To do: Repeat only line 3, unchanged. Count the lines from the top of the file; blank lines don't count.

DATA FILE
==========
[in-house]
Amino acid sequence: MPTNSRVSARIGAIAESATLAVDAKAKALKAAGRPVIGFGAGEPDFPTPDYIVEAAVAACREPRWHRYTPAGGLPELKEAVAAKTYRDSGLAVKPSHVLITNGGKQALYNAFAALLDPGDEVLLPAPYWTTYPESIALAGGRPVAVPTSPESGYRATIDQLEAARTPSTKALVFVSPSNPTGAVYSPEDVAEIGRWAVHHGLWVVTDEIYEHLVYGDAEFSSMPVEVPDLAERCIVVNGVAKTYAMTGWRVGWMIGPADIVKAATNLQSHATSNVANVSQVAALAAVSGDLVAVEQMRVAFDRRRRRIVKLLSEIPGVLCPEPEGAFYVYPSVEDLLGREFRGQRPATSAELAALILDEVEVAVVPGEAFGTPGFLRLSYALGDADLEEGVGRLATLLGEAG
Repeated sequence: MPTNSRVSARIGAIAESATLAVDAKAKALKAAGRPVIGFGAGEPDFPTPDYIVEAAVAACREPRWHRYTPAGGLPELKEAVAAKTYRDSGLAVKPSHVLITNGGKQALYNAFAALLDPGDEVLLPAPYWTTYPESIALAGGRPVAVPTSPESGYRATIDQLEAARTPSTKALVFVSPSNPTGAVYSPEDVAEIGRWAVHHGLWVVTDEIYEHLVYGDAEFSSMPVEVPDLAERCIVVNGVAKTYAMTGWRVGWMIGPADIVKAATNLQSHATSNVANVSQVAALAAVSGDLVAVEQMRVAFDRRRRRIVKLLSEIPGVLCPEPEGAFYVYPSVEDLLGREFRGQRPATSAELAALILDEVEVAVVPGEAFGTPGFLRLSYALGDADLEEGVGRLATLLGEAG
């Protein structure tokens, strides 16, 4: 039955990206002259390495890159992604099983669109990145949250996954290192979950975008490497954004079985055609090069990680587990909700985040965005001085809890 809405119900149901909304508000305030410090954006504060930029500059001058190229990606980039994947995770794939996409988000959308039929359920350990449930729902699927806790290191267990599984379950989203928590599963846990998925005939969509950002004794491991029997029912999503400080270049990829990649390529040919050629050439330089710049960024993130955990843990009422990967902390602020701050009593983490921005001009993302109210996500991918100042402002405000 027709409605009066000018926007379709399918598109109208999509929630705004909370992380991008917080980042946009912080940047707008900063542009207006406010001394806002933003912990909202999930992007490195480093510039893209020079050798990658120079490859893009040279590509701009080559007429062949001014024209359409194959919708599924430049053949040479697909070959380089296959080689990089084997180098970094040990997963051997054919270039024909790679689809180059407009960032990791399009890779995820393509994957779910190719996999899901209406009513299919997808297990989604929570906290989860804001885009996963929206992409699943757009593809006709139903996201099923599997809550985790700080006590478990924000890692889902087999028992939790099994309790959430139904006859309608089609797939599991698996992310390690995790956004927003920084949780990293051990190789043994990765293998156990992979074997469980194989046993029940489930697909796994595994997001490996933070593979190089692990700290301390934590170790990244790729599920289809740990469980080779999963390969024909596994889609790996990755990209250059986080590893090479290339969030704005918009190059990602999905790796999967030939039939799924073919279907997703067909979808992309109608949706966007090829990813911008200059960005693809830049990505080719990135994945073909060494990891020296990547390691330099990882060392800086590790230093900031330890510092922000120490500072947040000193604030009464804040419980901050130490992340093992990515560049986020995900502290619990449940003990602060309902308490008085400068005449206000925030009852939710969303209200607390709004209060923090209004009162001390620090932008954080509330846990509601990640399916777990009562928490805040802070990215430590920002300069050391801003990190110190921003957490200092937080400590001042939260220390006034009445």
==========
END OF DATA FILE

Repeated sequence: MPTNSRVSARIGAIAESATLAVDAKAKALKAAGRPVIGFGAGEPDFPTPDYIVEAAVAACREPRWHRYTPAGGLPELKEAVAAKTYRDSGLAVKPSHVLITNGGKQALYNAFAALLDPGDEVLLPAPYWTTYPESIALAGGRPVAVPTSPESGYRATIDQLEAARTPSTKALVFVSPSNPTGAVYSPEDVAEIGRWAVHHGLWVVTDEIYEHLVYGDAEFSSMPVEVPDLAERCIVVNGVAKTYAMTGWRVGWMIGPADIVKAATNLQSHATSNVANVSQVAALAAVSGDLVAVEQMRVAFDRRRRRIVKLLSEIPGVLCPEPEGAFYVYPSVEDLLGREFRGQRPATSAELAALILDEVEVAVVPGEAFGTPGFLRLSYALGDADLEEGVGRLATLLGEAG